We conclude from our results that—against the currently prevailing view—basal Cav1.2 channel activity in ventricular cardiomyocytes is not substantially regulated by nNOS activity and NO. Hence, nNOS/NO regulation of Ca2+ cycling and contractility in myocytes can occur independent of Cav1.2 channel modulation.
Open access funding provided by Austrian Science Fund (FWF). We thank J. Uhrinova (Med. Univ. Vienna) for excellent technical assistance.
The conventional whole cell and perforated patch clamp studies, as well as the intracellular Ca2+ transient measurements were performed in the lab of K. Hilber. The single-channel recordings in liposomes were carried out in the lab of L.C. Hool.
J.E., H.K., H.T., L.C.H., K.H. and X.K. conceived or designed the study. J.E., M.C., P.L.S., A.K., B.K.P., H.CS., L.C.H., K.H. and X.K. contributed to acquisition, analysis or interpretation of data for the work. K.H., X.K. and L.C.S. drafted the work, and all authors critically revised it for important intellectual content. All authors approved the final version of the manuscript.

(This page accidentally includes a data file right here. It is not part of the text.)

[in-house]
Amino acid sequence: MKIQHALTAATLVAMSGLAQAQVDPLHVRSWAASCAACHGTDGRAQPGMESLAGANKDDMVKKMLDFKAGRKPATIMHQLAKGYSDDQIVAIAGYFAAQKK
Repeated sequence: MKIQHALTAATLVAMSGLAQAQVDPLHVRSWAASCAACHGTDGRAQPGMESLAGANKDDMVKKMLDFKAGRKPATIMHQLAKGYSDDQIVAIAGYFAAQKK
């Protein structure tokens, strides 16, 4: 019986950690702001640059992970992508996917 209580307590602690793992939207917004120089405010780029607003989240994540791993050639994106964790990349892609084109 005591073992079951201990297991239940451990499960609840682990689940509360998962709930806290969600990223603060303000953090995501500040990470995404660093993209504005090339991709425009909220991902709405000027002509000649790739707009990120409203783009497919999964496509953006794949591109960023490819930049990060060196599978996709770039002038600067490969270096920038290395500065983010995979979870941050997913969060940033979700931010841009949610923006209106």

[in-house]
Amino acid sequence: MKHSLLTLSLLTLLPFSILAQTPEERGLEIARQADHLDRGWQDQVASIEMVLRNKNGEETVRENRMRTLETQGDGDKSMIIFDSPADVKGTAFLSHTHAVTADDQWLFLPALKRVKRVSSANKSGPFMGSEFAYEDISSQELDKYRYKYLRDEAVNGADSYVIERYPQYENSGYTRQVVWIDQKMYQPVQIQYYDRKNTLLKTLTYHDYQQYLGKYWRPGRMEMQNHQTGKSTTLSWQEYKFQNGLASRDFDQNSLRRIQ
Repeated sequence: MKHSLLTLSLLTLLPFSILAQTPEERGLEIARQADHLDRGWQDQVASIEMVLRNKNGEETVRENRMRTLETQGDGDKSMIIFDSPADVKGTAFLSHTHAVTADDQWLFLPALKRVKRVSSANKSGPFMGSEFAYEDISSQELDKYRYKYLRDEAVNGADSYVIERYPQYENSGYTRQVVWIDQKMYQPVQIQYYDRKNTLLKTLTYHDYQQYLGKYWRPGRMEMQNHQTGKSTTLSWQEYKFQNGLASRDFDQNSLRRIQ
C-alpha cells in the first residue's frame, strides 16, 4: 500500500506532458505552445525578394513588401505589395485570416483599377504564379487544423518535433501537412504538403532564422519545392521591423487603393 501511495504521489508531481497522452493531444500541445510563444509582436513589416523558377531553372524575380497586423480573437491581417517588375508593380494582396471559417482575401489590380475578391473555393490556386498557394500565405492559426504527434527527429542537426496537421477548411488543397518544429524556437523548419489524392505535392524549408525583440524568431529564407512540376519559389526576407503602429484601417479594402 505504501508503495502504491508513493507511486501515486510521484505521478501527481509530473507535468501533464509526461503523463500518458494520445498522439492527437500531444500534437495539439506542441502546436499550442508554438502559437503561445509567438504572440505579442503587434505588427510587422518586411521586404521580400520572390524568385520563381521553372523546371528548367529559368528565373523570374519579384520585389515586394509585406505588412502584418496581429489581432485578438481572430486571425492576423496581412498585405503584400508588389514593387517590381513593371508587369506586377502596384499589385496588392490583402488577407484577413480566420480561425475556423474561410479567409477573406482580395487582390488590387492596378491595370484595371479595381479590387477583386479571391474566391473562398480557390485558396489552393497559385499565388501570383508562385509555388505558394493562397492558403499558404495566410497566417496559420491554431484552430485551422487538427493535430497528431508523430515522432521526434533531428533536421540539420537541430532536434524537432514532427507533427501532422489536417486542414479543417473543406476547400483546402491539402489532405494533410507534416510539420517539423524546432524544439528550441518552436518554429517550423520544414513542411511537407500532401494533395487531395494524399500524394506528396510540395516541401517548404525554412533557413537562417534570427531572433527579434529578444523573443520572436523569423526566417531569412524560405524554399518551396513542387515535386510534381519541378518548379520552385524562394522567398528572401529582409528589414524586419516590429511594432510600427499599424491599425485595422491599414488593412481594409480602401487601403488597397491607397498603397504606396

This work was supported by the Austrian Science Fund (FWF) (P30234-B27 to K.H.), and by the National Health and Medical Research Council of Australia (APP1103782 and APP1117366 to L.C.H.).
Compliance with ethical standards
Conflict of interest
The authors declare that they have no conflicts of interest.
All authors declared their informed consent.
The study conforms to the guiding principles of the Declaration of Helsinki, and with the Guide for the Care and Use of Laboratory Animals, published by the US National Institutes of Health (NIH Publication No. 85-23, revised 1996). It further coincides with the rules of the Animal Welfare Committee at the Medical University of Vienna.